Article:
‘I think this just might be my masterpiece’
A look at some of Tarantino’s greatest scenes
When Quentin Tarantino puts pen to paper, something special is never very far away. Over the course of his directorial career, Tarantino has written some of the most iconic dialogue ever put to screen and with the release of his new film – Once Upon a Time in Hollywood – the promise of some juicy exchanges seems like a given. Continue reading Frost on Film: Tarantino’s Greatest Scenes
Spider-Man: Far From Home is in an unenviable position: having to follow Avengers: Endgame, now the highest grossing film ever. Endgame was essentially a monumental conclusion to the Infinity Saga that said goodbye to characters we’ve loved for over a decade. It was soul crushing. For anything directly afterwards, it’s tricky not to fall flat.
However, choosing Spider-Man was wise. It narrows the scale, allowing audiences to see how the Blip (the five years post-snap) actually affected people. This transition works well for the franchise, with the student “in memoriam” video for Stark, Rogers, and Romanoff (don’t – I’m still devastated) shifting it in a more light-hearted direction. Continue reading Review: Spider-Man: Far From Home
After hearing that Pixar had decided to release a fourth movie in the Toy Story saga, I was filled with multiple emotions – sure enough there was a lot of excitement but there was also a creeping sense of dread. After the emotional rollercoaster ride that was Toy Story 3, it seemed we had said our goodbyes to the toys, just as Andy does, in … Continue reading Review: Toy Story 4
Netflix provides another charming romantic comedy for us in Always Be My Maybe, one that endears the audience but fails to reinvent the genre. The story of Sasha (Ali Wong) and Marcus (Randall Park), two childhood friends who reconnect after sixteen years not speaking, navigate their feelings for one another despite living two different lifestyles. Continue reading Review: Always Be My Maybe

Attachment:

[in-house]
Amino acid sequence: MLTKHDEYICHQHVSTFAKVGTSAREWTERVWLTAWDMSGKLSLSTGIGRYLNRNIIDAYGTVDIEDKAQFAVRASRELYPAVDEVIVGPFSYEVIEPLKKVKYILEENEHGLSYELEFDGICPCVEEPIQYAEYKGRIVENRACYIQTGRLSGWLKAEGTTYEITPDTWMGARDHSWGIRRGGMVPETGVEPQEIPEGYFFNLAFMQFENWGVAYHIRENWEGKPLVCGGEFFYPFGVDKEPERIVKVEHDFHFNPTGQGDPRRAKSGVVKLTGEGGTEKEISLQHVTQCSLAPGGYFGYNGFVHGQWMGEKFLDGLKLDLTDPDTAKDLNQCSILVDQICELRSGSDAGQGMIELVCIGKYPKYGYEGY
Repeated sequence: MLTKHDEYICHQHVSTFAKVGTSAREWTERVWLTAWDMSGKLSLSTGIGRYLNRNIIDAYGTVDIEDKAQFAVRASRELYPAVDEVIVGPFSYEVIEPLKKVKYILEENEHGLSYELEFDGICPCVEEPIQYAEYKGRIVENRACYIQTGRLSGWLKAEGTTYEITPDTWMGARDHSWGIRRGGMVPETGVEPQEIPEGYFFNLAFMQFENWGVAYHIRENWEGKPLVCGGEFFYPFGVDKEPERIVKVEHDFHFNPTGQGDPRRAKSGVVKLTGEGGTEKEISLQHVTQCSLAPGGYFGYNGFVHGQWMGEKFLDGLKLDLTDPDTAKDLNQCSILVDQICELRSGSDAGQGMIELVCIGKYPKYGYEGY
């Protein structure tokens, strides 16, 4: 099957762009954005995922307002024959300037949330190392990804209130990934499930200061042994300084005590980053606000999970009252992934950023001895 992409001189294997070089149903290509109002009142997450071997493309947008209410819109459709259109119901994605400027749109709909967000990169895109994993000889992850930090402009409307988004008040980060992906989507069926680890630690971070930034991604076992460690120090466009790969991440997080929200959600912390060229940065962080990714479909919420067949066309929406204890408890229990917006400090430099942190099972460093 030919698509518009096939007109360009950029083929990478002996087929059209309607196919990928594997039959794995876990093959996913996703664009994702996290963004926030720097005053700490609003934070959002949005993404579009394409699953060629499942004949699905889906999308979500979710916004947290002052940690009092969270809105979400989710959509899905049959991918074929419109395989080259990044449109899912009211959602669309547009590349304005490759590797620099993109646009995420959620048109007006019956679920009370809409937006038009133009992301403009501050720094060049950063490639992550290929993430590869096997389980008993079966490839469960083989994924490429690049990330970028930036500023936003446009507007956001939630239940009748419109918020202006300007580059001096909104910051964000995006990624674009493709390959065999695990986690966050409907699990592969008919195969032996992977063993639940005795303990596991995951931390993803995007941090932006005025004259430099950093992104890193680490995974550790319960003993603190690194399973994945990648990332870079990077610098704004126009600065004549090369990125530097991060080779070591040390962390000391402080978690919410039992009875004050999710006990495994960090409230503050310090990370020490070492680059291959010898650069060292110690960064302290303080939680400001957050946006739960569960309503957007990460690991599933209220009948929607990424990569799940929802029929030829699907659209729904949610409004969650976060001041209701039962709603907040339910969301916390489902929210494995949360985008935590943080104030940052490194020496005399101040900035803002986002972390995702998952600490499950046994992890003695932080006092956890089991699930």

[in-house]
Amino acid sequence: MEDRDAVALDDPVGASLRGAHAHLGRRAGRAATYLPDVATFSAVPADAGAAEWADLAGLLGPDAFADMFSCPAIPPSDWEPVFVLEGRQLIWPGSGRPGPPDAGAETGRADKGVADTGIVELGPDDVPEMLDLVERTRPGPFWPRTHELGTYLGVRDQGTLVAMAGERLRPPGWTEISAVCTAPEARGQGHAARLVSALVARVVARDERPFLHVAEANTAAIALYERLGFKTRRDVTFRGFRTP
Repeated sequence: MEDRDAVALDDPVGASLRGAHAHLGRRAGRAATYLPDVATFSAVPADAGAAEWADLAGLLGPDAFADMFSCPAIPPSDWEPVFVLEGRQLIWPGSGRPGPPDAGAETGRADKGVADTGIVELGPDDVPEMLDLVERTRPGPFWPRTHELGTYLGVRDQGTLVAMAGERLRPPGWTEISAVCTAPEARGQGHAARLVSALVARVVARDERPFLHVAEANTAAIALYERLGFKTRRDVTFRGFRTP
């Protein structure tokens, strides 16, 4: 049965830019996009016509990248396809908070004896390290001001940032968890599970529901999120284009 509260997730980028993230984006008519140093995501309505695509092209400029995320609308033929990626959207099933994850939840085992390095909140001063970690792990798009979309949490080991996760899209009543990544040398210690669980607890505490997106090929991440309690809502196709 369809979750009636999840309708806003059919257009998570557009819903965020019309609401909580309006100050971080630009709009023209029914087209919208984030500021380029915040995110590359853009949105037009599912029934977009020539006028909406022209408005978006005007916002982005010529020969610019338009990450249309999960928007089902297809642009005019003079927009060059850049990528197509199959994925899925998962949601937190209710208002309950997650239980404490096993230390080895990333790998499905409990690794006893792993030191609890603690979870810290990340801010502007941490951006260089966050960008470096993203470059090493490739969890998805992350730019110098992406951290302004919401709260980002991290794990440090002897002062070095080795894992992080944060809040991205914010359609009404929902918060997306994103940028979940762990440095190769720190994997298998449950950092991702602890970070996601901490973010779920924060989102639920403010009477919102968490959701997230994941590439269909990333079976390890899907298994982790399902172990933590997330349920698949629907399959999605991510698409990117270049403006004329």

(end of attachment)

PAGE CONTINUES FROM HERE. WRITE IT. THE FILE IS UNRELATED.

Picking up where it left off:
Olivia Wilde’s directorial debut is a fresh, female-led, spin on the coming of age tale. Arguably one of 2019’s best comedies, Booksmart demonstrates how being young can be a painful yet hilarious experience. By successfully blending tales of raucous adventures and responsibility, Booksmart illuminates the emotional pains associated with teenage friendship and the transition into adulthood. Continue reading Review: Booksmart
In 2018 Birds’ Eye View launched the BFI-backed Reclaim The Frame project – a mission to bring ever-greater audiences to films by women, offering a wider perspective of the world. Birds’ Eye View is a charity whose focus for the last 16 years has been on raising the commercial and cultural impact of films written by or directed by women – demonstrating how varied the female gaze can be and celebrating the difference. Continue reading Preview: Reclaim The Frame Launch
“Why should the devil have all the best tunes?” asked Methodist preacher George Whitefield in 1774. But did the devil ever? And does he still? As conservative and dated as ‘religious art’ might seem in the West (where religious practices have been somewhat marred by schisms, crusades, inquisitions, Nietzsche, existentialism, and that ever-pesky science), I think the paganity to which Whitefield referred has less of a cloven-hoofed power-stance over the arts than the reality of the situation might suggest. Not only were many of the modern antecedents and influences of contemporary Western artists religious, but a great number of today’s practitioners remain resolutely Christian in their outlook.
Continue reading The Relevance of Religious Art Today